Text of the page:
The Subtle Clues in 'The Batman' First Look

Robert Pattinson GO Gala — Getty — H 2019
Tibrina Hobson/WireImage
From the costume to the red lighting, here's what to look for in Robert Pattinson's take on the Dark Knight.

It’s been said that the suit makes the man, and that couldn’t be truer for the Caped Crusader. Yesterday evening, director Matt Reeves delivered our first look at Robert Pattinson as Batman via a screen test. The footage, coming in at just under a minute, also featured the first notes of composer Michael Giacchino’s haunting score. As expected, Twitter was immediately set ablaze with reactions, comparisons and early theories about the direction of The Batman, and what the music, the suit and the hidden Bat-ears all meant. Well we've got a few theories of our own as this latest iteration of Batman makes his presence known.

Before we even get to the suit, let’s talk about red lighting of the footage. Red isn’t a color commonly associated with Batman, and one would think that blue, or black and white would make more sense for the costume reveal. But the red doesn’t seem incidental, and despite online chatter, it doesn’t seem like Reeves is cribbing from Daredevil either. Rather, it may suggest the mood of Pattinson’s Batman and the tone of the film. Co-star Peter Sarsgaard told SiriusXM radio last week that this version of Batman “is not sanitized.” And went on describe the “raw power” and “raw emotionality” of the film and the character. Red is, after all, the color of both passion and bloodlust. Considering that this iteration of Batman is rumored to be early in his career, around Year two if The Long Halloween influences reach that far, then it would make sense that we’re looking at a Batman who is still hurting, still learning how to process his grief.

While this doesn’t mean we’ll necessarily see a murderous Batman, which has been a common element across his film history despite the comics trending away from that behavior since his early days, we could see a Batman who isn’t the man in control that we’ve become used to seeing. And if it's not blood making Batman see red, then certainly the presence of Zoe Kravitz’s Catwoman could do the trick, should their passionate romance play a central part of the story.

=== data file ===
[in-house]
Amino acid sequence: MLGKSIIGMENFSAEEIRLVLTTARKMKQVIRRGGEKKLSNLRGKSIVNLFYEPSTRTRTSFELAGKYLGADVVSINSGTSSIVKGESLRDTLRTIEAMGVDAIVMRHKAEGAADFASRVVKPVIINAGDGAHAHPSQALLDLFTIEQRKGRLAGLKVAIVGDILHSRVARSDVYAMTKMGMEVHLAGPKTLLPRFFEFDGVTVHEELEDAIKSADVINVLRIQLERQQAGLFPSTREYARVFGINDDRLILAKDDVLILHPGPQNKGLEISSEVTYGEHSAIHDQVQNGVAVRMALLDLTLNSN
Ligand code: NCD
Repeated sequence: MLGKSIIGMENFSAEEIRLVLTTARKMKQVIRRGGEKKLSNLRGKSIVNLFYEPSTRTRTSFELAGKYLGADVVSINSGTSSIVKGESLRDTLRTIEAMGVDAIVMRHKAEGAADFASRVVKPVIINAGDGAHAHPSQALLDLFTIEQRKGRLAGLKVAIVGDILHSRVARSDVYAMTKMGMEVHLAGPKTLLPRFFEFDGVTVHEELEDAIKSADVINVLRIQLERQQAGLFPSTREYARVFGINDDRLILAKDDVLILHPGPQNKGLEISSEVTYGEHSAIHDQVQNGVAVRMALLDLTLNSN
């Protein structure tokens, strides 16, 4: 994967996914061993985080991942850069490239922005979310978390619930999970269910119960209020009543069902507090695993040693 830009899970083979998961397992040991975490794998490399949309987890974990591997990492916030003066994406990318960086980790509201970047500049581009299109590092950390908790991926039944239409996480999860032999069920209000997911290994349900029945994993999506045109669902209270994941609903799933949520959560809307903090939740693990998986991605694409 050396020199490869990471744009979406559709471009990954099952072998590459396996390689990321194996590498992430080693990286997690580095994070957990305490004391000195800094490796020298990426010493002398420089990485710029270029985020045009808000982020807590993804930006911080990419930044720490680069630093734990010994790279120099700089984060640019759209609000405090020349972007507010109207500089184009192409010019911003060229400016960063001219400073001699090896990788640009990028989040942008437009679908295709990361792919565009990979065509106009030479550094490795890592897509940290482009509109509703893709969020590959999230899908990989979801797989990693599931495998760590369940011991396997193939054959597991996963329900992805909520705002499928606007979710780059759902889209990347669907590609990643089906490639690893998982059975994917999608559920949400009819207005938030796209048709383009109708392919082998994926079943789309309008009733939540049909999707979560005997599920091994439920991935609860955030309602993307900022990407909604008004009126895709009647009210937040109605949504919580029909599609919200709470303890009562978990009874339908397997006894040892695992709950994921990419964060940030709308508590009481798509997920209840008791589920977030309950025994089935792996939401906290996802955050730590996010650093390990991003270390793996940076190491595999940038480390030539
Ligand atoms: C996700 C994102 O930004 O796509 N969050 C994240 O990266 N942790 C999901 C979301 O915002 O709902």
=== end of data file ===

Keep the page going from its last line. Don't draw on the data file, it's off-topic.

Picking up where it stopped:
Now for the suit, which employs a number of influences from the comics and other Batman media. The sculpted armor look directly recalls Batman’s appearance in the video game Arkham Knight. Christopher Nolan’s Batman had an armored suit as well, but one looks to me made of harder material, maybe even metallic. It looks skillfully crafted but there’s also a piecemeal and welded quality to it that suggests it’s handmade, rather than a modified Wayne Tech designed for military use. The handmade Batsuit was central to the design of Greg Capullo’s Batman in Zero Year, which had a decidedly Mad Max influence. With that handmade aspect comes the central Bat-symbol, which looks welded together from various pieces of metal. These could easily be Batarangs, but the shape where the two wings meet look vaguely like a pistol grip. Could it be that Wayne welded the gun that killed his parents into his Bat-symbol? That idea was used recently in Kevin Smith and Jim Lee’s Batman story, “Manufacture for Use,” which was featured in Detective Comics No. 1000. Such a cosmetic choice would certainly make thematic sense for a Batman still holding onto his pain.

Other noticeable costume details are the armored shoulder plates, which, again, were seen in Arkham Knight. Batman’s cape is also attached by a collar, a design choice that hearkens to back to Mike Mignola’s design for Batman in the Elseworld’s tale Batman: Gotham by Gaslight, which saw the Dark Knight working in Europe in the late 1800s and tracking down Jack the Ripper. This contrast between modern and old-school continues to Batman’s cowl. There’s a leathery quality to it and we can see the stitches that connect the nose piece to the rest of the cowl, like a luchador’s mask — which served as the basis for the superhero costume. Pattinson’s cowl bears a resemblance to the cowl worn by Adam West in the '60s Batman show, right down to the pronounced eyebrow marks, which were also featured on Michael Keaton’s cowl in Batman (1989). While we don’t get to see how long the ears are, which is anyone’s guess considering that the film’s reported influences, Batman: Year One and Batman: The Long Halloween, featured short and long ears, respectively, I wouldn’t be surprised if they were made out of a different material than his cowl, continuing the handmade theme.

We’ve seen a number of iconic Batman costumes in film over the years from spandex to nipples, and from sculpted military-grade armor to comic book accuracy ripped straight from the pages of The Dark Knight Returns. But this costume appears to be doing something different, borrowing from Batman’s appearances through time and across media, and landing on something that feels like a wandering warrior’s garb, one cobbled together from different battles, the uniform of a man whose role isn’t quite yet defined. Whether this is the final version of the Batsuit we’ll see in the film or if upgrades are in store remains a mystery for now, but Reeves’ version of Batman is shaping up to be iconic in his own right.